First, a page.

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CONLEY v. TEAM INFO AGE

United States District Court, N.D. Illinois


January 27, 2004.

KATHY CONLEY, JOHN CONNEELY, ERIC ENGDAHL, DENISE MEACHAM, and RANDY MEACHAM, Plaintiffs,
v.
TEAM INFO AGE, an Illinois corporation; MASCON INFORMATION TECHNOLOGIES, LTD.; JAY KRISHNAMURTHY; ARV1ND NATH; and NANDU THONDAVADI, Defendants

The opinion of the court was delivered by: JOHN W. DARRAH, District Judge

MEMORANDUM OPINION AND ORDER

Plaintiffs filed suit against Defendants for alleged violations of the Fair Labor Standards Act ("FLSA"), the Illinois Minimum Wage Law ("IMWL"), and the Illinois Wage Payment and Collection Act ("IWPC A") based on Defendants' alleged failure to pay Plaintiffs' wages, overtime, and vacation and personal days. Presently before the Court is Plaintiffs' Motion for Partial Judgment on the Pleadings pursuant to Federal Rule of Civil Procedure 12(c). Kathy Conley, John Conneely, Eric Engdahl, and Denise Meacham (hereinafter "Plaintiffs") seek partial judgment against Defendants Team Info Age and Arvind Nath (hereinafter "Defendants") based on their admissions in their Amended Answer to Plaintiffs' Complaint. Accordingly, only those allegations and admissions relevant to these Defendants are discussed.*fn1 Page 2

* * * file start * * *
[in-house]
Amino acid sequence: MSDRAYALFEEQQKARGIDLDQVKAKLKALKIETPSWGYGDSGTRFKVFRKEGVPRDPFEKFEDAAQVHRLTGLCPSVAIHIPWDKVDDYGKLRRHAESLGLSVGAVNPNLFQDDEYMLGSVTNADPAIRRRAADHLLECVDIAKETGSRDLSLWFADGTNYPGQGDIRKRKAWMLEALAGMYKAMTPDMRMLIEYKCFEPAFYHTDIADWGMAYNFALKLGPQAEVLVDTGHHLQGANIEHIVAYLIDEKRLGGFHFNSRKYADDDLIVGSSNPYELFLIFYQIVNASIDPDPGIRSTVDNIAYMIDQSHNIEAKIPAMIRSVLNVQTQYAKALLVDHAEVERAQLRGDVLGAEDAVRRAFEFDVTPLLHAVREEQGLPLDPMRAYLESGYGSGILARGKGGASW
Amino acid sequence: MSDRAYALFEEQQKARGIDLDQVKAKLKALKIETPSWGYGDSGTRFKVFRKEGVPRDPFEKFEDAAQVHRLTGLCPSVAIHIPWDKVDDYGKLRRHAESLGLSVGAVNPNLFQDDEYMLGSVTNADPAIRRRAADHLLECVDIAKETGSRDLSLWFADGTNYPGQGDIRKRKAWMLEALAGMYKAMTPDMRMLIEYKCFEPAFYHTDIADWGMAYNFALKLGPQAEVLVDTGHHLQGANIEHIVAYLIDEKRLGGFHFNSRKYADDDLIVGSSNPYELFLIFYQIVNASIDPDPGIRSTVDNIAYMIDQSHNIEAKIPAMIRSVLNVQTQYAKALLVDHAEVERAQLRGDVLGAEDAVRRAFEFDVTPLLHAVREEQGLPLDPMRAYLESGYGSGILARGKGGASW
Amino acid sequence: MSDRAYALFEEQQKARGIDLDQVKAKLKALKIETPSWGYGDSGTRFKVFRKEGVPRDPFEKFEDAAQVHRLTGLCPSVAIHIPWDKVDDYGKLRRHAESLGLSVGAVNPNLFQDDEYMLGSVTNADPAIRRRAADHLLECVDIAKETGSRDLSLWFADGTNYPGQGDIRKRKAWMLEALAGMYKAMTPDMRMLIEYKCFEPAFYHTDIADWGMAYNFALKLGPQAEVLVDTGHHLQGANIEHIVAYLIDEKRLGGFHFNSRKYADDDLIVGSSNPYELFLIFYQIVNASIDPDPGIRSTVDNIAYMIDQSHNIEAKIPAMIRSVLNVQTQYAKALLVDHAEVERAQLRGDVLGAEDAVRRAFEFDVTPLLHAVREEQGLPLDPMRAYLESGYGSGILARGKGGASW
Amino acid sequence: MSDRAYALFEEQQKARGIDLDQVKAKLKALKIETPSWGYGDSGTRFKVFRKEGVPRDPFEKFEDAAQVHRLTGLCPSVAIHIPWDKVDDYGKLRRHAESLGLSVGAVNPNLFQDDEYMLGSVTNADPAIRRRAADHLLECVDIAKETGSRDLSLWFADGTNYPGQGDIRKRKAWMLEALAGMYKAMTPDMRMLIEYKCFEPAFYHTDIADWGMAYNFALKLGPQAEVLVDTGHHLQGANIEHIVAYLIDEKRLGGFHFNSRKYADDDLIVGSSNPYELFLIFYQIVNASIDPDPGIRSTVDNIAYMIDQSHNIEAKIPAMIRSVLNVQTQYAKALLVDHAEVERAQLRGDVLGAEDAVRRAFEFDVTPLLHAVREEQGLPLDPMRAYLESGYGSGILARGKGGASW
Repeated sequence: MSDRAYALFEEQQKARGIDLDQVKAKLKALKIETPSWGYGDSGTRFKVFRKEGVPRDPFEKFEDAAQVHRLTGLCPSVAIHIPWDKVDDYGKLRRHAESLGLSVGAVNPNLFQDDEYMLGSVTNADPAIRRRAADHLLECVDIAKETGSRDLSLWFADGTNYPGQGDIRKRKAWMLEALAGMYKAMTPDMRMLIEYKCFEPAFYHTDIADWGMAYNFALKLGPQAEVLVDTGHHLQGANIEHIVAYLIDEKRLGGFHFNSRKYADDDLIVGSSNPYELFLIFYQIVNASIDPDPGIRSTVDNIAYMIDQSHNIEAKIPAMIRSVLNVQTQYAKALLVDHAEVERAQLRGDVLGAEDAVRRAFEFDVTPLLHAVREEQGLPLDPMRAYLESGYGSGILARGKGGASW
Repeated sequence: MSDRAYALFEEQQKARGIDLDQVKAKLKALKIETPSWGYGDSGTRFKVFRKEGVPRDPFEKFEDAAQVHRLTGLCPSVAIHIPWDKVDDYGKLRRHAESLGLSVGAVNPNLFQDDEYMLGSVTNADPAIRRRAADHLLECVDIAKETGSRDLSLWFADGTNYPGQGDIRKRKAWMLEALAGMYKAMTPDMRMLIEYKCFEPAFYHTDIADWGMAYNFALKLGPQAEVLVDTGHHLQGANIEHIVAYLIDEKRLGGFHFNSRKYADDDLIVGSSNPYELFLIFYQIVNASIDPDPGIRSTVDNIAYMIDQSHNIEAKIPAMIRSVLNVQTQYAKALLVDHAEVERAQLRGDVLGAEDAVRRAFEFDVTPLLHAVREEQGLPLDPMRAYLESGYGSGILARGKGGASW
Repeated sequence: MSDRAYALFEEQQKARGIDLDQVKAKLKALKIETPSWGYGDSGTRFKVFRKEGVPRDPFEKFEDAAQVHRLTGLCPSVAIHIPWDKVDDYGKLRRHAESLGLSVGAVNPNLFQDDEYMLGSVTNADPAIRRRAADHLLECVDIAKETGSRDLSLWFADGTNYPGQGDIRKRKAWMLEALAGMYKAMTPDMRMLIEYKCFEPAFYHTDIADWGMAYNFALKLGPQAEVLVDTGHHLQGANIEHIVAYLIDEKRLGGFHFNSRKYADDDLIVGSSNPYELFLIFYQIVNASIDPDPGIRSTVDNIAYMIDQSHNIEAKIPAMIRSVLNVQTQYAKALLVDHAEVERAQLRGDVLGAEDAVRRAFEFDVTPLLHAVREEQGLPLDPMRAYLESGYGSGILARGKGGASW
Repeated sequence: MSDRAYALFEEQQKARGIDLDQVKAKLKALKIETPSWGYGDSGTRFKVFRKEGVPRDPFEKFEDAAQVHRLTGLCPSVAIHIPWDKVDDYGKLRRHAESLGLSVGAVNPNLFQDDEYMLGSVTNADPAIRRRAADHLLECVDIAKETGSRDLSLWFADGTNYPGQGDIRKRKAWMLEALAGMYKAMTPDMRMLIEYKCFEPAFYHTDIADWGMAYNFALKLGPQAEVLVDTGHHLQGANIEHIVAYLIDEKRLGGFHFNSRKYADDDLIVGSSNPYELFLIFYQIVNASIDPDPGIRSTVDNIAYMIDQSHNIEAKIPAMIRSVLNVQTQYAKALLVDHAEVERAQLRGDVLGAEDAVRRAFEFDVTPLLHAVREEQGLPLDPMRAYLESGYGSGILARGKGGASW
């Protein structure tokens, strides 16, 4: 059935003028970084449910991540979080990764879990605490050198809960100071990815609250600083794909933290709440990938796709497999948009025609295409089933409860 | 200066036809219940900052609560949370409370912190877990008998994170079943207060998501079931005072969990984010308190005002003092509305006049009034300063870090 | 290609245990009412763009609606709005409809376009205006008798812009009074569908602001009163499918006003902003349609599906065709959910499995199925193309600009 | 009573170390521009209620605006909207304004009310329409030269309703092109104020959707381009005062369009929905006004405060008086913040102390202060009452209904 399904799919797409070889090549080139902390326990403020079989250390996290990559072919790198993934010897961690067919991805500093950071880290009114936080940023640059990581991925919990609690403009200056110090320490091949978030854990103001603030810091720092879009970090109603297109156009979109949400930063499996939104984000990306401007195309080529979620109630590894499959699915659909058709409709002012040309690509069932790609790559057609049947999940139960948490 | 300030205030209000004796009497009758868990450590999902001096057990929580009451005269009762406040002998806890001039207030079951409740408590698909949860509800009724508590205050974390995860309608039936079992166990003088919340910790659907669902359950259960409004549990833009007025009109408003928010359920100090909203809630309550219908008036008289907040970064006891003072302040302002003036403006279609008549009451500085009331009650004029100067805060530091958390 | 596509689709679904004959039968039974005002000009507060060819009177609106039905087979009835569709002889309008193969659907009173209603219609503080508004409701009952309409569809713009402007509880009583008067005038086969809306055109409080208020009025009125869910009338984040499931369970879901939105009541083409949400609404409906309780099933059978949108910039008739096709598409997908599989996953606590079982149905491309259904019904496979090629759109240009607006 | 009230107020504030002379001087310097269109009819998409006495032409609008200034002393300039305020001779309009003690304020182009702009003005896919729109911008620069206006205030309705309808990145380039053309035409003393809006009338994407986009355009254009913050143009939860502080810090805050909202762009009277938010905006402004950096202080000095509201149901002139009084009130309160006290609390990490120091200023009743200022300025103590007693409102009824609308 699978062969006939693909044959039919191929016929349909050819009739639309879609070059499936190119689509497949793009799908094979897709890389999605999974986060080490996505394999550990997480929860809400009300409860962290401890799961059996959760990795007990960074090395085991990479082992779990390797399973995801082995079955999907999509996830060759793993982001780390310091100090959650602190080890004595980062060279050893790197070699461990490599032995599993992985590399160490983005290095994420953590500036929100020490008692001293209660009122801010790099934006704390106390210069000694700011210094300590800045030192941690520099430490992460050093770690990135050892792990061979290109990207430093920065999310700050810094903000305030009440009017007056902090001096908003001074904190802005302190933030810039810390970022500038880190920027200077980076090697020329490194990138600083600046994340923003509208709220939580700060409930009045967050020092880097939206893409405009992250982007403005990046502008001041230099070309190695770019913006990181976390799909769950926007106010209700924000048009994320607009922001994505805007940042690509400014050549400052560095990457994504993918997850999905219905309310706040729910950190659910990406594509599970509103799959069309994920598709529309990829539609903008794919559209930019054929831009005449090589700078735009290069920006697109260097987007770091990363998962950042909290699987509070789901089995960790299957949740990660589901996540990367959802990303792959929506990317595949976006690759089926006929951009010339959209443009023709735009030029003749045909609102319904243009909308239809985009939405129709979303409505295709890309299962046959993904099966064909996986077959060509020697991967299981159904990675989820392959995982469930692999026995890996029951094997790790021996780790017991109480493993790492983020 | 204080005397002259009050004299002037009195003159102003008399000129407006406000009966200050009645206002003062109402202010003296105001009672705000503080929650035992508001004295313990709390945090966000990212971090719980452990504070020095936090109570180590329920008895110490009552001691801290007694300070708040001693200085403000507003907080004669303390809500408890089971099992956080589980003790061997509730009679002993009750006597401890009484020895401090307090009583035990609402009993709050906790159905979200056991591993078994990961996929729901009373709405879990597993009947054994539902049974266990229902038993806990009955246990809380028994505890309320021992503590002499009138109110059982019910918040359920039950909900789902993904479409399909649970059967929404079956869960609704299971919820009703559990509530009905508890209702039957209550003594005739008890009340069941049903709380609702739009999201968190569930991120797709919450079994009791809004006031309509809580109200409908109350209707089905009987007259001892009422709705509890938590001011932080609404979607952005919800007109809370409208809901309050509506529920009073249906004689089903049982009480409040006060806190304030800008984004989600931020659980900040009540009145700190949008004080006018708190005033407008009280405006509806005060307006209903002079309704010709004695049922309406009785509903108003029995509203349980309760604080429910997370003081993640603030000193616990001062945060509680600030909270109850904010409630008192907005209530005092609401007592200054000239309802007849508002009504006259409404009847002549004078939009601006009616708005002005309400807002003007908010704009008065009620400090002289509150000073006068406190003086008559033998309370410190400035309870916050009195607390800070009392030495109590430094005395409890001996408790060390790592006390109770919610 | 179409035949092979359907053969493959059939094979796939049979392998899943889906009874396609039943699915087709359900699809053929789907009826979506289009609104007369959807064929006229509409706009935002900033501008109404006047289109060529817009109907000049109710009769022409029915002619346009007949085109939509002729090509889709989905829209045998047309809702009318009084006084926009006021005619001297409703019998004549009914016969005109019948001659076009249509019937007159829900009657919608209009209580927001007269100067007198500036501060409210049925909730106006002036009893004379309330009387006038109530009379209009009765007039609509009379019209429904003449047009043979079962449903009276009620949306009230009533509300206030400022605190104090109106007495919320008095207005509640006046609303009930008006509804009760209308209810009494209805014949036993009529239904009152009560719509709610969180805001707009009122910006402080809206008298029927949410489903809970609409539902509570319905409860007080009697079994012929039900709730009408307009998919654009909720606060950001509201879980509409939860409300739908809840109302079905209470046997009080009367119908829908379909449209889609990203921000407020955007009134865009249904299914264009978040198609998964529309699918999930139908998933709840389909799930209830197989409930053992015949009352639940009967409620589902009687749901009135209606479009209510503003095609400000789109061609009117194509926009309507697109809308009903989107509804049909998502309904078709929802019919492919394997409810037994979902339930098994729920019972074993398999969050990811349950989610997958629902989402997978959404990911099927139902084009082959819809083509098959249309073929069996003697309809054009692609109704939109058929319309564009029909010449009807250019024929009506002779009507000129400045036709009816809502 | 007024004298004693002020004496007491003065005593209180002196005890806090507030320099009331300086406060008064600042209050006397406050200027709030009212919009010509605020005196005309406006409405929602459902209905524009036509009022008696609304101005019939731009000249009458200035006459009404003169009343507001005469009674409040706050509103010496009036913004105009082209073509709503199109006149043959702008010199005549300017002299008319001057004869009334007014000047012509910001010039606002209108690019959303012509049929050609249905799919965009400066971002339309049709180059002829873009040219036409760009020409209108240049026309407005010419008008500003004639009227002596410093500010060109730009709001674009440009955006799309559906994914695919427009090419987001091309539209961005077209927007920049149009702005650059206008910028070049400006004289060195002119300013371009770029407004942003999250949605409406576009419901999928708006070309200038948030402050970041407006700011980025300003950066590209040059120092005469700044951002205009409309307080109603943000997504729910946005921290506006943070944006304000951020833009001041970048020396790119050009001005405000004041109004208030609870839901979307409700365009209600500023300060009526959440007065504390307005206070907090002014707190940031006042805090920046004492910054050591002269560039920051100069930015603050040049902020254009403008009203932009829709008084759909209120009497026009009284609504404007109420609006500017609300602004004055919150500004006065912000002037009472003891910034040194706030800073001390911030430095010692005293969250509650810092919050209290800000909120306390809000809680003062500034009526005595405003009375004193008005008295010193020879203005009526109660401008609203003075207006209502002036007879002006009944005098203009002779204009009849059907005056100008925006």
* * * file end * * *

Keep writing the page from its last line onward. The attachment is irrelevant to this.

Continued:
A motion for judgment on the pleadings pursuant to Rule I2(c) is subject to the same standard as a motion for summary judgment, except that the district court may only consider the contents of the pleadings. See Alexander v. City of Chicago, 994 F.2d 333, 336 (7th Cir. 1993) (Alexander). Accordingly, judgment on the pleadings may not be granted unless no genuine issues of material fact remain to be resolved and unless the moving party is entitled to judgment as a matter of law. Alexander, 994 F.2d at336.

  Conley, Conneely, Engdahl, and Meacham allege a violation of the FLSA in Counts T, VI, XT, and XVI, respectively, for failure to pay the Plaintiffs the minimum wage based on the Defendants' failure to pay Plaintiffs any wages for February 2002. The Defendants have admitted to failing to pay the Plaintiffs any wages due them for February 2002. The Defendants also admit they arc an "employer" as defined within the FLSA and that the Plaintiffs are "employees" as defined by the FLSA.

  The FLSA requires that employers covered by the Act pay wages at specified amounts, commonly referred to as the "minimum wage". See 29 U.S.C § 206. The failure to pay any wages to an employee constitutes a violation of FLSA's requirement that employees are paid wages at the minimum wage. See Citicorp Indus. Credit, Inc. v. Brock, 483 U.S. 27, 33, n. 9 (1987) (Brock). Accordingly, the Defendants violated Section 206 of the FLSA when they failed to pay the Plaintiffs the wages due to them for February 2002, and judgment on the pleadings is granted as to Counts 1, VI, XT, and XVI.

  Conley, Conneely, Engdahl, and Meacham allege a violation of the FLSA in Counts II, VII, XII, and XVII, respectively, for failure to pay the Plaintiffs overtime wages based on the Defendants' failure to pay the Plaintiffs any wages for February 2002. Page 3

  The FLSA requires that employers pay employees compensation for their employment more than forty hours in a workweek at a rate of not less than one and one-half times the regular rate at which they are employed. See 29 U.S.C. § 207(a)(1).